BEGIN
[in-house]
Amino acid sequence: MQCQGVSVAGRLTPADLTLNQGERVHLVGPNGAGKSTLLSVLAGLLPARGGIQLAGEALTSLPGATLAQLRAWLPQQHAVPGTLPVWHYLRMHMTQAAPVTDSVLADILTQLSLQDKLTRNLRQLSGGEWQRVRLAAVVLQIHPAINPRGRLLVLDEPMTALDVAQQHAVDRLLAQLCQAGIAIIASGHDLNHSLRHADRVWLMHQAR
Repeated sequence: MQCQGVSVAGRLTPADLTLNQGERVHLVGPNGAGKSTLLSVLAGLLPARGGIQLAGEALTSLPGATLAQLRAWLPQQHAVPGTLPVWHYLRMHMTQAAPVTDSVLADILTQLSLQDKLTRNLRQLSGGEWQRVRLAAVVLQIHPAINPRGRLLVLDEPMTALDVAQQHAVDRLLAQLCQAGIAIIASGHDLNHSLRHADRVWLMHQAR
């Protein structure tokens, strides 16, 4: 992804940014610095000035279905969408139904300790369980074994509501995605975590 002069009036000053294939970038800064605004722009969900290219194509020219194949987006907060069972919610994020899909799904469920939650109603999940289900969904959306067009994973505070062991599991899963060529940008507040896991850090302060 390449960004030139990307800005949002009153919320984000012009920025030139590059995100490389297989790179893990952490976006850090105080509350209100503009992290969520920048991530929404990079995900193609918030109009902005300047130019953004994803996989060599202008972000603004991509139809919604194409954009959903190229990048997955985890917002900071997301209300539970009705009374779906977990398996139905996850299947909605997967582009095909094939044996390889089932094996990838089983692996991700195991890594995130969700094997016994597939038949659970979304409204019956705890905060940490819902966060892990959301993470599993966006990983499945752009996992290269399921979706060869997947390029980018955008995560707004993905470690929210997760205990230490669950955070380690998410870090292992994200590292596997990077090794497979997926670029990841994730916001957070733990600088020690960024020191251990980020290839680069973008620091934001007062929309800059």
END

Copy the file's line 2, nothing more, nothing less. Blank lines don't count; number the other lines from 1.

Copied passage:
Amino acid sequence: MQCQGVSVAGRLTPADLTLNQGERVHLVGPNGAGKSTLLSVLAGLLPARGGIQLAGEALTSLPGATLAQLRAWLPQQHAVPGTLPVWHYLRMHMTQAAPVTDSVLADILTQLSLQDKLTRNLRQLSGGEWQRVRLAAVVLQIHPAINPRGRLLVLDEPMTALDVAQQHAVDRLLAQLCQAGIAIIASGHDLNHSLRHADRVWLMHQAR